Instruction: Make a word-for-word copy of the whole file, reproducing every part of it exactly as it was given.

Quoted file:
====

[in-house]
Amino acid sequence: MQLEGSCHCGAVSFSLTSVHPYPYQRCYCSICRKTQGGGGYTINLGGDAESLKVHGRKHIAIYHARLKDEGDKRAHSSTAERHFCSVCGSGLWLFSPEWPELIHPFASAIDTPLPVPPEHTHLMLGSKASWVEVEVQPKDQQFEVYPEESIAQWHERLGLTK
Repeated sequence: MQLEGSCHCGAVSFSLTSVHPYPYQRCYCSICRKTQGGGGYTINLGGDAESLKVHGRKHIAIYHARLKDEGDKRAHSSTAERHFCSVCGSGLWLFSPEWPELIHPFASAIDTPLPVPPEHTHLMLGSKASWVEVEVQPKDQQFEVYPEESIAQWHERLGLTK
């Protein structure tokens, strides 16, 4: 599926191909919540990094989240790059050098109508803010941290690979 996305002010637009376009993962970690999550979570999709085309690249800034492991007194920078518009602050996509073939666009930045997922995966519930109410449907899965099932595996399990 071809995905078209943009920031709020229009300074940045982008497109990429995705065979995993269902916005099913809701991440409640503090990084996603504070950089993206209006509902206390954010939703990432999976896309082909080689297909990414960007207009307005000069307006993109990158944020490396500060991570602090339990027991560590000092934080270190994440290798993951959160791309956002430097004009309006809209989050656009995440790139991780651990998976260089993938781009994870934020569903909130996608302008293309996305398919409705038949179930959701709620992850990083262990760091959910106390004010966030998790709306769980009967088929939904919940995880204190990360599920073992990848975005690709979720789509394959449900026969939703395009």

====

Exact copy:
[in-house]
Amino acid sequence: MQLEGSCHCGAVSFSLTSVHPYPYQRCYCSICRKTQGGGGYTINLGGDAESLKVHGRKHIAIYHARLKDEGDKRAHSSTAERHFCSVCGSGLWLFSPEWPELIHPFASAIDTPLPVPPEHTHLMLGSKASWVEVEVQPKDQQFEVYPEESIAQWHERLGLTK
Repeated sequence: MQLEGSCHCGAVSFSLTSVHPYPYQRCYCSICRKTQGGGGYTINLGGDAESLKVHGRKHIAIYHARLKDEGDKRAHSSTAERHFCSVCGSGLWLFSPEWPELIHPFASAIDTPLPVPPEHTHLMLGSKASWVEVEVQPKDQQFEVYPEESIAQWHERLGLTK
């Protein structure tokens, strides 16, 4: 599926191909919540990094989240790059050098109508803010941290690979 996305002010637009376009993962970690999550979570999709085309690249800034492991007194920078518009602050996509073939666009930045997922995966519930109410449907899965099932595996399990 071809995905078209943009920031709020229009300074940045982008497109990429995705065979995993269902916005099913809701991440409640503090990084996603504070950089993206209006509902206390954010939703990432999976896309082909080689297909990414960007207009307005000069307006993109990158944020490396500060991570602090339990027991560590000092934080270190994440290798993951959160791309956002430097004009309006809209989050656009995440790139991780651990998976260089993938781009994870934020569903909130996608302008293309996305398919409705038949179930959701709620992850990083262990760091959910106390004010966030998790709306769980009967088929939904919940995880204190990360599920073992990848975005690709979720789509394959449900026969939703395009």